Why Mindfulness is a Good Skill for Teens to Learn
Later this week I will have the privilege of connecting with over 300 hundred teachers, therapists, and other professionals working with teens interested in the intersection between mindfulness and youth work. This will happen at the annual Bridging The Hearts and Minds of Youth conference in San Diego, CA, and I’m lucky enough to be facilitating a workshop on working with marginalized teens—those that are adversely impacted by trauma, poverty, drugs, community violence, and oppression. One of my pre-workshop rituals is to contemplate why mindfulness as a practice is actually a good thing for young people to learn. I wanted to offer a short post on what’s arising as I prepare for my workshop:
The ability to respond rather than react is a critical skill for youth to learn
In other posts I have defined mindfulness as “the ability to be aware of one’s present-moment experience (i.e., physical, mental, emotional experiences) with an attitude of non-reactivity.” For the young people I work with daily, this is the most important reason I teach them mindfulness. Of course, all of my work rests on the authentic relationship, but mindfulness as a technique helps young people respond, rather than react. I define responding vs. reacting very simply with my clients: A response is defined as the ability to “think before you act,” while a reaction is defined as when one “acts before thinking”. This simplicity helps my clients remember the difference and the value of being able to respond. Learning to become aware of the breath, of one’s sensations, of the thoughts going through one’s mind in the moment of conflict, these skills help build space and pause where the norm is to react (often with aggression). And mindfulness can sometimes helps my clients not engage in physical aggression—and given what some of the youth I work with deal with on a daily basis, this can be live saving. Physical aggression often leads to gun violence that translates into always looking over one’s shoulder, prison, and even death.
In 2012 I published a qualitative research study on the impact of a mindfulness-based intervention with incarcerated youth. In responding to a question about mindfulness’s impact on his life, one young man stated:
Very first time I started meditation I was just the type a dude that just really, didn’t care and I hit somebody if they was talking mess, but, for me being in this class, it taught me how to control myself … and when I’m calmed down and I’m thinking, I will think about the whole problem, and just solve it throughout the day, and meditate.
Another young man stated:
Now I think twice about something. If somebody called me something, instead of swinging, I could take back a second and think about my consequences I might get … it [mindfulness] makes you think about, ‘are you sure you want to do this? Or you want to react that way?’ It just helps me a lot.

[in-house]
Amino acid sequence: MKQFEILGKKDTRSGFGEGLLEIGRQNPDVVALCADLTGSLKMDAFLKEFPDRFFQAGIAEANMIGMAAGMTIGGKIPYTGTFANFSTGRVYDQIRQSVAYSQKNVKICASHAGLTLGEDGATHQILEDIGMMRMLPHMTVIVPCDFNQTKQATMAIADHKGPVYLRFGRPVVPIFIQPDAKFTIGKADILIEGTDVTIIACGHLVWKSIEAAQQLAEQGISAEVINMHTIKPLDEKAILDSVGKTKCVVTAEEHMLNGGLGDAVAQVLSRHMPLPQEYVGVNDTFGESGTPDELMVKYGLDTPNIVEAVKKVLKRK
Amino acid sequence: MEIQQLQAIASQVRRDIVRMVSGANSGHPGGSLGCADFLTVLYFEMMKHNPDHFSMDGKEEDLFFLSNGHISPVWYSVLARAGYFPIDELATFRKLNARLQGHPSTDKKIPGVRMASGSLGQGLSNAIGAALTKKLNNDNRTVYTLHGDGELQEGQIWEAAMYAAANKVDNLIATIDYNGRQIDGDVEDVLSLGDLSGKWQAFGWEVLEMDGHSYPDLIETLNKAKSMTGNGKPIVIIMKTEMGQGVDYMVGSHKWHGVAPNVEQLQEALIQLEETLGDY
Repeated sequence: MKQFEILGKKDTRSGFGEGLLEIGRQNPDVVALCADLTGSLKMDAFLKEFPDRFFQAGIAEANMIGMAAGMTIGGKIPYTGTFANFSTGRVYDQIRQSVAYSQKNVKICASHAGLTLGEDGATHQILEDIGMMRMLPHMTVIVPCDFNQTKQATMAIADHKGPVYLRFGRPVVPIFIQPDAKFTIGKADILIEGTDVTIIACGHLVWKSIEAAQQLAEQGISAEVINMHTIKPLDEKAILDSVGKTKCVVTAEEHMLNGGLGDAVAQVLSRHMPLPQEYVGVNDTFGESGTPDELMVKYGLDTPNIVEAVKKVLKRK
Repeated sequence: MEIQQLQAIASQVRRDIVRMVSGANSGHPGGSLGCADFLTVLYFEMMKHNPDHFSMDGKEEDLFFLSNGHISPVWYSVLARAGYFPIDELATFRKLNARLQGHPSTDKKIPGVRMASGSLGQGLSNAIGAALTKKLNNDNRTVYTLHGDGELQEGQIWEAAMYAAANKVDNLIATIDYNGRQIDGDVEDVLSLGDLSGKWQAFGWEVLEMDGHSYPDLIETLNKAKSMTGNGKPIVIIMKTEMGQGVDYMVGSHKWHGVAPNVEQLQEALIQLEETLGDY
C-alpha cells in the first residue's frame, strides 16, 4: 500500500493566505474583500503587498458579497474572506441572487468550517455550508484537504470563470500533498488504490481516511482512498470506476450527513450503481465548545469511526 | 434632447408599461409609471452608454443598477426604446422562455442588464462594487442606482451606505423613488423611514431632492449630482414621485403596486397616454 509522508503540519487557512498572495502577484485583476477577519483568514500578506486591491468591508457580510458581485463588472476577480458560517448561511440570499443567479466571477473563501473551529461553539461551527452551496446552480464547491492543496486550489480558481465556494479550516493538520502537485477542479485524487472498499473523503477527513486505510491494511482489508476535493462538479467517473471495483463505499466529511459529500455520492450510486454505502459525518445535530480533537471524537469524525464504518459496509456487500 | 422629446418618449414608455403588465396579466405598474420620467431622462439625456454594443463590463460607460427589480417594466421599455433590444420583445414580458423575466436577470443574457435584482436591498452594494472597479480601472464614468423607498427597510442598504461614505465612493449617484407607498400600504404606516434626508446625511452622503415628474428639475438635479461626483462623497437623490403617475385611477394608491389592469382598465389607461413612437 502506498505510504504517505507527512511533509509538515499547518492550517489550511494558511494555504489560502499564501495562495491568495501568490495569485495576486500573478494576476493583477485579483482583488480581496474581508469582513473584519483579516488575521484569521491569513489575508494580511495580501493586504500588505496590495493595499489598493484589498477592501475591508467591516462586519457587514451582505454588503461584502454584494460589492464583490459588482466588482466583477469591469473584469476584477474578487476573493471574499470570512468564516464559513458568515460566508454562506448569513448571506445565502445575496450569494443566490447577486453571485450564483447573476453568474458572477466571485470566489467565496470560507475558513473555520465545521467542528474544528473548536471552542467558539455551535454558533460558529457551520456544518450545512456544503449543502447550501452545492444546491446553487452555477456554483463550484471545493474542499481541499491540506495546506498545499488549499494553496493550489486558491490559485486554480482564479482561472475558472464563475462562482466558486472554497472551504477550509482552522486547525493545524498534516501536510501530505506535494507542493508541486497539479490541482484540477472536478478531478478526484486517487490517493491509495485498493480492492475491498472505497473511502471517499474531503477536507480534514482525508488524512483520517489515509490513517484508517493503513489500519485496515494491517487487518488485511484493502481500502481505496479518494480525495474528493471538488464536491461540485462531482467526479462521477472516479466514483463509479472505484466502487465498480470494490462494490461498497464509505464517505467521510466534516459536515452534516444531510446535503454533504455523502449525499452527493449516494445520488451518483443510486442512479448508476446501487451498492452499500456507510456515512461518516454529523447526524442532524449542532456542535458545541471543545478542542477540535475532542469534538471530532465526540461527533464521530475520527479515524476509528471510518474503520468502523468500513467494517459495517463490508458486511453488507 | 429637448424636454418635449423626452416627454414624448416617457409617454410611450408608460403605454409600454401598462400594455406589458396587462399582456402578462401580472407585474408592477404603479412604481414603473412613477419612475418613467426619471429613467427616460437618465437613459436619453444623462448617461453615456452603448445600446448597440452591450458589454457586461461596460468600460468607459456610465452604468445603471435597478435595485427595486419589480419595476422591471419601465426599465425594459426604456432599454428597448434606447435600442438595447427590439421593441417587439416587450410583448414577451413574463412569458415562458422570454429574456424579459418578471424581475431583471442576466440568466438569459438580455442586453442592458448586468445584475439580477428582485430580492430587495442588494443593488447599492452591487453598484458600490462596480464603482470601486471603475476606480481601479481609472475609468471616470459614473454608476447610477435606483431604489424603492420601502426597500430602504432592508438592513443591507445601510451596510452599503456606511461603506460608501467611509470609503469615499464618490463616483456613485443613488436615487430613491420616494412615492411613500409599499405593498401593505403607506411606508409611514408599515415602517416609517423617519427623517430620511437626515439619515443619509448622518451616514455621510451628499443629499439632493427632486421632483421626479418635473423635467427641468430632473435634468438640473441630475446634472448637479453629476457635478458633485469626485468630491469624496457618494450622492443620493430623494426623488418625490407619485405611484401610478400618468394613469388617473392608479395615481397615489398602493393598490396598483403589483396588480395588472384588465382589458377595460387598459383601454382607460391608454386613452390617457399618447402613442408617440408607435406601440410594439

Responding rather than reacting is also an especially important skill for teens given that their brains are still developing—some research suggests that the frontal lobe (that guides executive function and our ability to self-regulate) isn’t fully developed in people until their late 20s! This is why mindfulness training is so important to teens; it can help them self-regulate their emotions and respond instead of impulsively reacting. This is especially important for teens during a life stage where even their brains aren’t fully behind them. One of my heroes, Viktor Frankl, said it best:
Between stimulus and response there is a space. In that space is our power to choose our response. In our response lies our growth and our freedom.
I love this quote because it not only speaks to the ability to choose our response, but also to the potential growth that comes of the practice. I have had countless young people describe instances like the quotes above and also speak to their development of self-esteem, feeling more authentic, and being able to better relax and practice self-care among many other benefits. Given the intense life factors of the population I work with, the doorstep to mindfulness practice is often the pragmatizing of its benefits, often starting with the discussion on why responding rather than reacting can be life saving.
There are, of course, countless other benefits to mindfulness practice for teens. I simply wanted to convey here the main intention that arose for me as I prepare for my workshop. See below for further resources on using mindfulness with young people:
- Check out the brief free training on this site, Mindfulness as an Intervention for Adolescents
- For a deeper review of how to use mindfulness in relationship building, see the BARs Online Course
- For working with substance abusing youth, check out the MBSAT Curriculum Certification
- Mindful Schools also has some introductory and advanced training courses
- A Still Quiet Place hosts online mindfulness trainings for those working with children and adolescents
Books—General Work with Youth
- A Mindfulness-Based Approach to Working with High-Risk Adolescents (my book)
- Teaching Mindfulness Skills to Kids and Teens
- Mindfulness Skills Workbook for Clinicians and Clients
- The Mindful Child
- Power Source
Books –Mindfulness-Based Curricula
- Mindfulness-Based Substance Abuse Treatment with Adolescents: A 12-Session
- Curriculum (another of my books)
- A Still Quiet Place for Teens
- Learning to Breathe
- The Power Source Facilitator’s Manual